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Mount Kisco is once again faced with reducing the scope of work for renovating two of the village’s firehouses after the cost of the project has exceeded the budget by about a combined $700,000.
Village officials revealed last week that work on the Independent Fire Company firehouse on Lexington Avenue would cost about $200,000 above the previously anticipated $3.7 million for hard construction costs, while more than $500,000 would need to be cut from work at the Mutual Engine and Hose Co. facility on Main Street to get it down to the budgeted $3,525,000.
In order to have the work on budget, Architect David Pacheco, of H2M architects + engineers, and Village Manager Ed Brancati recommended to the Village Board last week eliminating replacement of the existing exterior windows and removing the installation of LED lighting at the Independent company’s firehouse. Eliminating those two elements would save about $150,000 and as much as $40,000, respectively.
They also suggested scrapping the second-floor addition above the new bay at the Mutual firehouse, which would slash the cost at that facility by the $500,000 needed to meet the budget.
“The problem is as the calendar, of course, went, as inflation started to run away and as prices then started to run away and (the) supply chain is involved in the challenge, the numbers started to shift,” Brancati told the board at its Sept. 12 work session.
Earlier this year, the village had awarded the bid to OCS Industries as the lowest responsible bidder.
Brancati said one option was to ask OCS to recalculate expenses for the reduced scope in hopes that it comes in on target. Officials do not want to apply the $195,000 available in contingency for Independent firehouse work because if there was further escalation, the village would be in a bind, he said. If the reduced work is completed on budget, the village could put the new windows and lighting back into the project.
There is also a $185,000 contingency for the Mutual firehouse project, but a more aggressive reduction is needed to meet the budget for that facility.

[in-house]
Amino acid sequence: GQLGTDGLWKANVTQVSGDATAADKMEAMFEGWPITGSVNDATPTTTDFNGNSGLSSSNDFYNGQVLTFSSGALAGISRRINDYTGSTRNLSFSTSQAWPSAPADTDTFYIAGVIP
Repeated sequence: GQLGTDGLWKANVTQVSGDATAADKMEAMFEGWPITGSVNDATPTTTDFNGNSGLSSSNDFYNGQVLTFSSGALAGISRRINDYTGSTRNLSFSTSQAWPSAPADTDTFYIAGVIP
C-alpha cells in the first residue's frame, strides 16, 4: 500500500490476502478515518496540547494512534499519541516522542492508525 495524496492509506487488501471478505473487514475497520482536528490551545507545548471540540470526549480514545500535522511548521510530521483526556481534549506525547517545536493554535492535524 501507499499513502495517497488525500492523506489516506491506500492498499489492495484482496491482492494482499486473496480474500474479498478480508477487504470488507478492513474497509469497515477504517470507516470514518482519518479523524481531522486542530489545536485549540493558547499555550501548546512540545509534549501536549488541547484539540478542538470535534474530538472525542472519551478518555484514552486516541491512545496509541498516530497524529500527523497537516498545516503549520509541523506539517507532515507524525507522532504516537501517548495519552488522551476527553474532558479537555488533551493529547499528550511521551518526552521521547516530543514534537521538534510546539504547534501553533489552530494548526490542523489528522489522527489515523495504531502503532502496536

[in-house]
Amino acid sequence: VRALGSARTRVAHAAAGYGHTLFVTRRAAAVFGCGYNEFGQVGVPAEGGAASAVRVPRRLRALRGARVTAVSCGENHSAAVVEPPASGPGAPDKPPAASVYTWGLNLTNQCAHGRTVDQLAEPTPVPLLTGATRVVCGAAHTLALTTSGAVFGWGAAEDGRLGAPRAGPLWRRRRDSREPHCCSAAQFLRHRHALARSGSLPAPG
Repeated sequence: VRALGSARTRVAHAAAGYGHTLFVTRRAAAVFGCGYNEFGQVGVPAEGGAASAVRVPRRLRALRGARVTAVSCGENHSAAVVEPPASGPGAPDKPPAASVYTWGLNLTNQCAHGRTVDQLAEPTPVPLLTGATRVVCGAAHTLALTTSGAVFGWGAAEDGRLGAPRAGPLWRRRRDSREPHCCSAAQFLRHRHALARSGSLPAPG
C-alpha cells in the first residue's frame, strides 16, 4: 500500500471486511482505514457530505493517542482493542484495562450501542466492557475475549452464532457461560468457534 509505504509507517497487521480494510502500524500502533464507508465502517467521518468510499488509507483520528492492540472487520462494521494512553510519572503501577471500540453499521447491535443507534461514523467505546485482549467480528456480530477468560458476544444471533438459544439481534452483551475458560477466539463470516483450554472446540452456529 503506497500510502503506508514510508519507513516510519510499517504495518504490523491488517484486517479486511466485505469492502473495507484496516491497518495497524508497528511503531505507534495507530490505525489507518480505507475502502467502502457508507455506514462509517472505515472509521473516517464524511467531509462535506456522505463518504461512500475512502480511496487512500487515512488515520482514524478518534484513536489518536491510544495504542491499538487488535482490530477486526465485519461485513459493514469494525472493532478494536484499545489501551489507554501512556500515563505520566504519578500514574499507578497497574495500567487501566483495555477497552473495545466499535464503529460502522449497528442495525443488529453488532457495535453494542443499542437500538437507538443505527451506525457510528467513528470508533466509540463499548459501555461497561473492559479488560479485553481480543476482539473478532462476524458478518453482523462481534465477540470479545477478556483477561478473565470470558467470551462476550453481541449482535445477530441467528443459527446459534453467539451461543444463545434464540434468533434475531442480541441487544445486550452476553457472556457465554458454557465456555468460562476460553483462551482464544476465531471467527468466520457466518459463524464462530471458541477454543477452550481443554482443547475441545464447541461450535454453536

Mayor Gina Picinich said that having to scale back work for these two firehouses for a second time has been a major disappointment for the village and its volunteers. In 2019, it was discovered that H2M had miscalculated the price of the work in its original design after Mount Kisco voters approved an original $10.25 million referendum in November 2017.
Not only were portions of the project at the two facilities and the Green Street firehouse reduced but the village had to ask voters to approve an additional $4 million two years later. Work at the Green Street house, home to the Union Hook and Ladder Co. and the Mount Kisco Fire Police, was completed last year on budget for between $4.7 million and $4.8 million.
Picinich said add in a global pandemic and the associated problems along with steep inflation have conspired to make the firehouse projects exceedingly difficult to complete, but frustration is mounting among the board as well as the firefighters.
“I’ve been involved with this project since I’ve been in office and it’s been extremely frustrating to me to be able to try and find the right solution within a budget, and all of those firefighters have been counting on this years before I got into it and some even longer than that,” Picinich said.
Pacheco said it would be inadvisable to re-bid the reduced scope because there’s the chance it would still come back too high for the budget.
“It’s still possible that they say it’s still too unpredictable, their supply chains are still messed up enough that we think the number is $4.2 million with the reduced scope,” he said.
Brancati said he expected OCS to return to them with new estimates for the reduced work in time for Monday evening’s Village Board meeting.
Martin has more than 30 years experience covering local news in Westchester and Putnam counties, including a frequent focus on zoning and planning issues. He has been editor-in-chief of The Examiner since its inception in 2007. Read more from Martin’s editor-author bio here. Read Martin’s archived work here: https://www.theexaminernews.com/author/martin-wilbur2007/